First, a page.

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Wild West Auld Lang Syne
Six-shooter salute to
New Years in Abilene

by Mike Cox
Mike Cox

New York City drops a giant sparkling ball, London has the chiming of Big Ben and Sydney a huge fireworks display over that Australian city's iconic Opera House and Harbor Bridge, but for years the sharp bark of a lawman's six-shooter ushered in each new year in the West Texas town of Abilene.

City Marshal John J. Clinton had fought Yankees in the Civil War and hostile Indians on the Great Plains, but as a peace officer would not shoot unless he had to. That didn't mean the frontier peace officer had any reluctance to use his revolver to handle a problem.

Abilene's newly created city ordinances called for the rowdy railroad town's numerous saloons to close at midnight, and the law offered no exception to the rule for New Year's Eve. Folks inclined to celebrate the changing of the calendar needed to do so prior to midnight or spend part of the first day of the year in the clink.

Not having enough deputies to go from saloon to saloon to remind celebrants and bartenders of the midnight curfew, Marshal Clinton passed word around town that he would signal the arrival of closing time by discharging his pistol into the air from the corner of South First and Chestnut streets.

The marshal was an old-school lawman, not a scientist. But he readily understood that when he pulled the trigger of his .45, the discharge was loud enough to be heard in every watering hole within his jurisdiction.

Accordingly, on Dec. 31, 1884, Abilene's top cop emptied his handgun into the night sky to let it be known to all revelers that the party was over.

For science trivia buffs, the sound of an exploding .45 cartridge measures 157 decibels. By way of comparison, a jet engine at takeoff produces 140 decibels. And anything higher than 85 decibels is bad on the ears. Multiple variables affect how far the sound of a pistol shot will carry, but on a cold, otherwise quiet night, the marshal's shots likely were heard just about everywhere in Abilene -- assuming a train wasn't rumbling through town at the time.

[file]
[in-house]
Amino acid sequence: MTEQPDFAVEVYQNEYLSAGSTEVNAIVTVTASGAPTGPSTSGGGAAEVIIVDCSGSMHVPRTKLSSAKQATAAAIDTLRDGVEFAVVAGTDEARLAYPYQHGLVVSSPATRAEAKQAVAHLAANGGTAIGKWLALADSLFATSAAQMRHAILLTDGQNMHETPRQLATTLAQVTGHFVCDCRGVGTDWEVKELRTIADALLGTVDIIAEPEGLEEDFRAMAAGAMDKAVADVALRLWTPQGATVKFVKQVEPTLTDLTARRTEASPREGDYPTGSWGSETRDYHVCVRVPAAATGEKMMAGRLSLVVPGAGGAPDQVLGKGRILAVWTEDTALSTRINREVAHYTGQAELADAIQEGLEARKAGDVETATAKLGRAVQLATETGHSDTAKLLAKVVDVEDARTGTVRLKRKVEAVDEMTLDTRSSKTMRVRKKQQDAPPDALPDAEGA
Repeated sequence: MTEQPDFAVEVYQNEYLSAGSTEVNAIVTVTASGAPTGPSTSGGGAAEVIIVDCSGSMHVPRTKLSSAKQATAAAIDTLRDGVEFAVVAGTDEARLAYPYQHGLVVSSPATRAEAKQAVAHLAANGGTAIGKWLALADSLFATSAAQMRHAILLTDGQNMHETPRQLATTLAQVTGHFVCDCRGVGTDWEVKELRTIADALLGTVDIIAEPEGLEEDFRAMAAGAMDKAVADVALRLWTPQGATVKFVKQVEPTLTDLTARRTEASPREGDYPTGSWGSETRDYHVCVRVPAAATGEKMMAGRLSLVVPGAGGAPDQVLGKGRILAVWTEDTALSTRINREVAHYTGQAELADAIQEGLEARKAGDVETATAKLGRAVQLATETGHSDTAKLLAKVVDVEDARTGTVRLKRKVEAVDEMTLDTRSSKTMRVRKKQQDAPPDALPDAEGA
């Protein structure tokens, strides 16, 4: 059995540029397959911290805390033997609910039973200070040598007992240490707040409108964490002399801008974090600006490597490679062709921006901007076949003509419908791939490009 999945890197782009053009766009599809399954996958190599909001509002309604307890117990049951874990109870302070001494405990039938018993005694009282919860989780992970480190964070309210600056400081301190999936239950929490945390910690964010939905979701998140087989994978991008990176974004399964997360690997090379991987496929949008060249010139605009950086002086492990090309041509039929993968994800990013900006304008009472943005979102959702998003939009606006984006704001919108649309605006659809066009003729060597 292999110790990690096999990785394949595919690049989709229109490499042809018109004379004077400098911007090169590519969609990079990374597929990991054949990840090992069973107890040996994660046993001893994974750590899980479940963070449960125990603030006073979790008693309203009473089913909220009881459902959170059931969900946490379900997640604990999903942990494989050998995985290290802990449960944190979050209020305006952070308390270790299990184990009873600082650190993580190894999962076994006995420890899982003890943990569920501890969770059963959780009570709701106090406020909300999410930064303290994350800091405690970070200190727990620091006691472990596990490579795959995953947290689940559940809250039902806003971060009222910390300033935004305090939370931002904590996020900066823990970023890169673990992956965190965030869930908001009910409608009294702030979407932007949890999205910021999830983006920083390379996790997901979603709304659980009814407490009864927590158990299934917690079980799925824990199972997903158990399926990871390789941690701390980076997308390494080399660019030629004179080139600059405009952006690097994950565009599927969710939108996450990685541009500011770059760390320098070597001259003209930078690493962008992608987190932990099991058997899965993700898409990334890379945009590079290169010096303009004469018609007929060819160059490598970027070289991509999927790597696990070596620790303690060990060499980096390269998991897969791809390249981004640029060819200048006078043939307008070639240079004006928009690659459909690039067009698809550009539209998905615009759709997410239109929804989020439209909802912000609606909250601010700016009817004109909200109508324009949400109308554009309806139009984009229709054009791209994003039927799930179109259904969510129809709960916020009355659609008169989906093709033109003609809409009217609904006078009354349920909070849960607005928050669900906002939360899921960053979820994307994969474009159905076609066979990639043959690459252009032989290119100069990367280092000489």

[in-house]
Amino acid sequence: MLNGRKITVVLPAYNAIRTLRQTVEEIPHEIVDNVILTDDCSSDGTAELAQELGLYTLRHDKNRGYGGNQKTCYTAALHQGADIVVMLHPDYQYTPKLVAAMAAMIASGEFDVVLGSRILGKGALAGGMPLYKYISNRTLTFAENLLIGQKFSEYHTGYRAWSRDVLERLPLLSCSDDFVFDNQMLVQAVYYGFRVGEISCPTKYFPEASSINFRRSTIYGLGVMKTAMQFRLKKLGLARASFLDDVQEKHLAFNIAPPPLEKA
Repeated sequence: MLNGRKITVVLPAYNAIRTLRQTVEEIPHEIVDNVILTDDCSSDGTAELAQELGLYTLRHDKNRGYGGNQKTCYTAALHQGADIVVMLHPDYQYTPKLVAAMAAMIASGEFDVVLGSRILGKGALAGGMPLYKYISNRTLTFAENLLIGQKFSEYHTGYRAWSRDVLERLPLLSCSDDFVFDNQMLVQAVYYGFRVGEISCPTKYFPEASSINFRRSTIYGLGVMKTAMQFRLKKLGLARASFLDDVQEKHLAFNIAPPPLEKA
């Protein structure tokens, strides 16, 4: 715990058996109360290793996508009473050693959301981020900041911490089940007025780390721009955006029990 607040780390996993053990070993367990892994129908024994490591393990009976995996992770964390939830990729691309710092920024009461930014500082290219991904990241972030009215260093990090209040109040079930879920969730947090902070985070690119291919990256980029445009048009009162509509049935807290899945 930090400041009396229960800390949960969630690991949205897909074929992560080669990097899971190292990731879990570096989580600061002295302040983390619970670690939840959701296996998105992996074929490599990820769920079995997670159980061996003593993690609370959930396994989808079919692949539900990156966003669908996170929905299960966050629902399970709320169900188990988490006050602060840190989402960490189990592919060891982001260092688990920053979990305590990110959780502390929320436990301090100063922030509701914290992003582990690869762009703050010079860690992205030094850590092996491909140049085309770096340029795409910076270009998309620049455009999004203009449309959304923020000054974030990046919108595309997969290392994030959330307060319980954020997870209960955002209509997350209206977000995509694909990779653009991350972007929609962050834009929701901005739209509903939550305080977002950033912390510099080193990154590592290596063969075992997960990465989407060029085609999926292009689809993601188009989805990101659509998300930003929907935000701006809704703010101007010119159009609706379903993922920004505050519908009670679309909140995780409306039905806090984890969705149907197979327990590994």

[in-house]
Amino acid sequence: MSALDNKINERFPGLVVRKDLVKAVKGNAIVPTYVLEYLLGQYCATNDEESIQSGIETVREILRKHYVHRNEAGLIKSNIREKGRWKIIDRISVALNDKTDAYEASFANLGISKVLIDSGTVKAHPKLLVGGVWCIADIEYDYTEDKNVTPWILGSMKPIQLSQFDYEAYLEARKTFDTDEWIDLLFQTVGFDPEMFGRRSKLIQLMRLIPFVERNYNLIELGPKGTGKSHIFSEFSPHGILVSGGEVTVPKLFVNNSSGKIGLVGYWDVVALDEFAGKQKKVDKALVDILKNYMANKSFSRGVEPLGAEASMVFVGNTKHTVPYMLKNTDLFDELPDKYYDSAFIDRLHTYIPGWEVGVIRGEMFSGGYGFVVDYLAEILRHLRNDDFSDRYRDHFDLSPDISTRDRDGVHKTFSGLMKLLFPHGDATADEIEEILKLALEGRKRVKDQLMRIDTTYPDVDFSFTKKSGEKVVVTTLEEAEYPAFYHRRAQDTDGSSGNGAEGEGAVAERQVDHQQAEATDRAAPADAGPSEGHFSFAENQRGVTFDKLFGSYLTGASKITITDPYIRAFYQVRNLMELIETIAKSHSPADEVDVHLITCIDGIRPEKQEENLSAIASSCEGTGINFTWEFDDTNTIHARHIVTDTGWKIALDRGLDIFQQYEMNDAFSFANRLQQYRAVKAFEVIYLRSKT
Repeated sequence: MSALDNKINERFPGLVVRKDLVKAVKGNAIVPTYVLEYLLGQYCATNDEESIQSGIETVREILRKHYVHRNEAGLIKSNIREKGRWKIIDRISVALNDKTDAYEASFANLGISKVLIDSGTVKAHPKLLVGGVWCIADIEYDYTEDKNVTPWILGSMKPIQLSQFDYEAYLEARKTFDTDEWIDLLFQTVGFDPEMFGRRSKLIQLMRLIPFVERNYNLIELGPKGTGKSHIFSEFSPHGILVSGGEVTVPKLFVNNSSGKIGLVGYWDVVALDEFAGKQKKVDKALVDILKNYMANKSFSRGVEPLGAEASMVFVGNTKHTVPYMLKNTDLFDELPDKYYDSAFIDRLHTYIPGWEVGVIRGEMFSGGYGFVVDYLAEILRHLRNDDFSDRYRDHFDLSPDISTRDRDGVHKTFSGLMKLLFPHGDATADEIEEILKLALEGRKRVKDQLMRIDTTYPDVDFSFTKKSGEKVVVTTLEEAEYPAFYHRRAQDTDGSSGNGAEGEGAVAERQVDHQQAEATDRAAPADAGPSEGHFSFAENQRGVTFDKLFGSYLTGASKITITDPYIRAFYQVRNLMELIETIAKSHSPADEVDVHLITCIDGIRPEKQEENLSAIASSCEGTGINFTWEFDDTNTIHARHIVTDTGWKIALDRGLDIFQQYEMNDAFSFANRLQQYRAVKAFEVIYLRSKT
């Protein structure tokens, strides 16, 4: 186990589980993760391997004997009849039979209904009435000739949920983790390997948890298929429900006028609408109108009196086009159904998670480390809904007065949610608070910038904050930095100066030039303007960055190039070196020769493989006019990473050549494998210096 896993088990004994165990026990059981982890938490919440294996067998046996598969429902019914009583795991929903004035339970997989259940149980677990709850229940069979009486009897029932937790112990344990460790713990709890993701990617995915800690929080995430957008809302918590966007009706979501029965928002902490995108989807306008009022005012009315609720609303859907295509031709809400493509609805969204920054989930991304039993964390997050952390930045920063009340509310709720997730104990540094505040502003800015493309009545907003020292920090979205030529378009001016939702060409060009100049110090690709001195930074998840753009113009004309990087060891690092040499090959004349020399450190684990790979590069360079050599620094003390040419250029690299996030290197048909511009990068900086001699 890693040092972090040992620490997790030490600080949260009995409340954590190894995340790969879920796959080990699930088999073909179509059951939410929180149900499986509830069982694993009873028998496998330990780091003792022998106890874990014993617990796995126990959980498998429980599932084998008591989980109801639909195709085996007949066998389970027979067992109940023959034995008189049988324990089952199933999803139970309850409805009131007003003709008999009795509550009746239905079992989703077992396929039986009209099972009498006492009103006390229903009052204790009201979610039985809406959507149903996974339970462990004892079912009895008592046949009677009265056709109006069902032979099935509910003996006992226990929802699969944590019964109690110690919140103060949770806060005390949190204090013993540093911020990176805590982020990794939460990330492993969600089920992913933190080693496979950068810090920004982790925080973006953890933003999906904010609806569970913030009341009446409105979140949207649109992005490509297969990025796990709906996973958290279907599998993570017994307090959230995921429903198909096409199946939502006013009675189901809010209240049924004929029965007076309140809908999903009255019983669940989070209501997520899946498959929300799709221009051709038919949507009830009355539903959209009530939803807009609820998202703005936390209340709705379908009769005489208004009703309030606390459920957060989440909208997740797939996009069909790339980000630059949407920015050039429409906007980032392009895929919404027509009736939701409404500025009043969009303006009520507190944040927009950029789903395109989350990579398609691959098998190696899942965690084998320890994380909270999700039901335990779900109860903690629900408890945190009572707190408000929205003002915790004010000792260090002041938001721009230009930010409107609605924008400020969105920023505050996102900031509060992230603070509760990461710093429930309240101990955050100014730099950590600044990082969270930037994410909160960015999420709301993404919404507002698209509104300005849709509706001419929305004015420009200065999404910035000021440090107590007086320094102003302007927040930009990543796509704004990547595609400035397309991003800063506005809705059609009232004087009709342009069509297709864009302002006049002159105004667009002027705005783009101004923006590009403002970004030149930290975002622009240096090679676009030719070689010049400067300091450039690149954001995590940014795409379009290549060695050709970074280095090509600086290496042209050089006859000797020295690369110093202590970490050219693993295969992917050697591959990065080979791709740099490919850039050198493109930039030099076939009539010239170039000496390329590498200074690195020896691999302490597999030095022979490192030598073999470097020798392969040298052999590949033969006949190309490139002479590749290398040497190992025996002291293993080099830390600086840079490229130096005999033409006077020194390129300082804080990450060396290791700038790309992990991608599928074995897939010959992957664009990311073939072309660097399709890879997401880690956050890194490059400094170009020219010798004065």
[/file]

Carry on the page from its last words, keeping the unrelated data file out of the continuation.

Born in Dublin in 1848, Clinton had served in Co. G of the 2nd Arkansas Volunteers and later in Co. M of the 7th Regiment of the Arkansas Cavalry during the Civil War. The mounted regiment, organized in 1864, participated in the battles of Poison Spring, Marks' Mill and Pine Bluff in Arkansas and later in Gen. Sterling Price's Missouri raid. The war-weary Confederate unit surrendered at Galveston in 1865, which may have been what got Clinton to Texas for the first time.

After the war, like so many other former rebel soldiers, he drifted westward. He first saw the area that would become Abilene in 1867 while taking part in a cattle drive up the Western Trail. He spent some time as a buffalo hunter and despite his recent history as a Confederate soldier, he hired on as a U.S. Army scout as the military conducted its final campaign to relegate the Plains Indian to reservations.

In 1884, having cut his teeth as a lawman in wild and wooly Dodge City, Kansas, Clinton came to the three-year-old railroad town of Abilene and soon got elected as both city marshal and volunteer fire chief. Clinton and Abilene got along just fine, and he never held another job.

The saloons stayed in operation until the first world war, but by then, the chief's New Year's Eve pistol shooting had become a holiday tradition, a Wild West-style Auld Lang Syne. So every December 31, when both hands of his watch overlapped on 12, Clinton pulled his six-shooter and rang in the new year with orange muzzle blasts and flying lead.

Scientific trivia, Part II: Fired horizontally, a .45 slug leaves the barrel at around 850 feet per second with a maximum range of 1,800 yards. Of course, with the bullet going straight up, gravity would considerably shorten that distance. Even so, a hunk of lead dispatched heavenward by the marshal's Colt would have smarted had it fallen on anyone, which apparently it never did.

After Clinton died on June 1, 1922, his friend Jinks McGee, a horse and mule trader who did business at North Third and Walnut streets, continued the December 31 tradition for a few years longer.

Alas, in increasingly litigious times, neither a private citizen nor Clinton's successor as police chief could get away any longer with using his pistol as a means of communication in an urban area. Discharging a firearm within the city limits was and is a misdemeanor offense.

A huge crowd turned out for the longtime lawman's funeral, but the flat gray granite marker over his grave in the Masonic section of Abilene's Municipal Cemetery reveals nothing of the man's colorful life other than his name and dates of birth and death. There was talk for a while of putting up a more fitting monument to the frontier city marshal, but nothing ever came of it and in time Clinton and his unusual way of observing New Year's Eve was mostly forgotten.

Finally, in 1967, a state historical marker commemorating the chief and his six-shooter salute to so many new years was dedicated at South First and Chestnut streets. But these days, the fireworks in Abilene on the final night of the year are strictly the traditional kind.

Mike Cox
"Texas Tales" - December 30, 2015 Column

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